Market transition excludes a great number of industrial workers from former state-owned enterprises from the newly established labour market. On the other hand, the market economy absorbs millions of rural migrants into the cities. But the institution of household registration discriminates against migrants in public services. Although there is a noticeable problem of urban poverty in China, this article argues that there is no unified poverty caused by a single mechanism. Our study contrasts two poverty groups and compares their characteristics. It is found that the migrant poor tend to be younger with lower educational attainment but with a very high job participation rate, and live predominantly in private rental housing. The poor in permanently registered households are older and thus suffer the risk of market redundancy, but mainly stay in public or ex-public housing with less residential mobility. These features reflect their different connections to the market and institutional exclusion.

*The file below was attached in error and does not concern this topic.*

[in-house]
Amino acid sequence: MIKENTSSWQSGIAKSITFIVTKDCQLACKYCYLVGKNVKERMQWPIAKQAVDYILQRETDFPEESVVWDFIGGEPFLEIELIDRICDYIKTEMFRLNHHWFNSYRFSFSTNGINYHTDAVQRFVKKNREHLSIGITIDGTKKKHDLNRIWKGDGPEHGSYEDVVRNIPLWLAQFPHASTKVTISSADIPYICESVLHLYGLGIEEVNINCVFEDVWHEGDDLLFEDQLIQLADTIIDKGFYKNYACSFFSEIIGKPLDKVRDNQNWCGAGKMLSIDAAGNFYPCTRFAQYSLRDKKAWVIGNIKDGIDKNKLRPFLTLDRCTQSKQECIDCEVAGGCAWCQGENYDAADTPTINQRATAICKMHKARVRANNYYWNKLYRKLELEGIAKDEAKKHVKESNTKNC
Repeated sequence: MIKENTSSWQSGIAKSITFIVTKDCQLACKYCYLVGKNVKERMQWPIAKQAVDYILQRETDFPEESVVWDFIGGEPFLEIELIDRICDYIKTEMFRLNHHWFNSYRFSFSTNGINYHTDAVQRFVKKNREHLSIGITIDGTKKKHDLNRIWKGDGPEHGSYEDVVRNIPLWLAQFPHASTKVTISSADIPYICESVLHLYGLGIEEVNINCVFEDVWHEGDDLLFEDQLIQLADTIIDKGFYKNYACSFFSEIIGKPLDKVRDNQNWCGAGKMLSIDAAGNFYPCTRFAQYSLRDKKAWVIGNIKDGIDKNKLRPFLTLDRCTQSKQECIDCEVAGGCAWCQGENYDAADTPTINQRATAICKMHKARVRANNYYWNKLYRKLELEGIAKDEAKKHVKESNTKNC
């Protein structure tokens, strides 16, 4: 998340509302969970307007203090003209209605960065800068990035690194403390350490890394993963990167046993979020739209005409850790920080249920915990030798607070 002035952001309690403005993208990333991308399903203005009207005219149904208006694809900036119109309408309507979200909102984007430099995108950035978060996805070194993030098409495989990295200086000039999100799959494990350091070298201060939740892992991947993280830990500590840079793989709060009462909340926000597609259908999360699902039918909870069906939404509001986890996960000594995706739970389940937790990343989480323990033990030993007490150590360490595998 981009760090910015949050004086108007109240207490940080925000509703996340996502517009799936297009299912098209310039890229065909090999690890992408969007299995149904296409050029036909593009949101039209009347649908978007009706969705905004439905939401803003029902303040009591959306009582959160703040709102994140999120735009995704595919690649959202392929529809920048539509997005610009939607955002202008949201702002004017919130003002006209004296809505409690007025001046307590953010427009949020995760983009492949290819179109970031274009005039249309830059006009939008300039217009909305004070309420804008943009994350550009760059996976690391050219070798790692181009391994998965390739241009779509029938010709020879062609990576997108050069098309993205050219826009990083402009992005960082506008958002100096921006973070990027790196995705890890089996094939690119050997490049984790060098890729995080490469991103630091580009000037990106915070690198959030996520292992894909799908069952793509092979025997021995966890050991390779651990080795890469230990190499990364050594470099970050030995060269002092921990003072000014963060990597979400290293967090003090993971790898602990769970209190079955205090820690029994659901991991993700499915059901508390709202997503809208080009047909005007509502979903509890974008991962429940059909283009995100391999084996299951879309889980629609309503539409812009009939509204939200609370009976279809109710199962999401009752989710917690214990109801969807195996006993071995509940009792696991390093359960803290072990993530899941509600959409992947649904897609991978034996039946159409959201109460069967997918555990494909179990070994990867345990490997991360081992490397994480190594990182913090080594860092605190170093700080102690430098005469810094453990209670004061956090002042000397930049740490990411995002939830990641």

Yuting Liu; Fulong Wu; Shenjing He. The Making of the New Urban Poor in Transitional China: Market Versus Institutionally Based Exclusion. Urban Geography (2008) 29 (8) 811-834. [DOI: 10.2747/0272-36184.108.40.2061]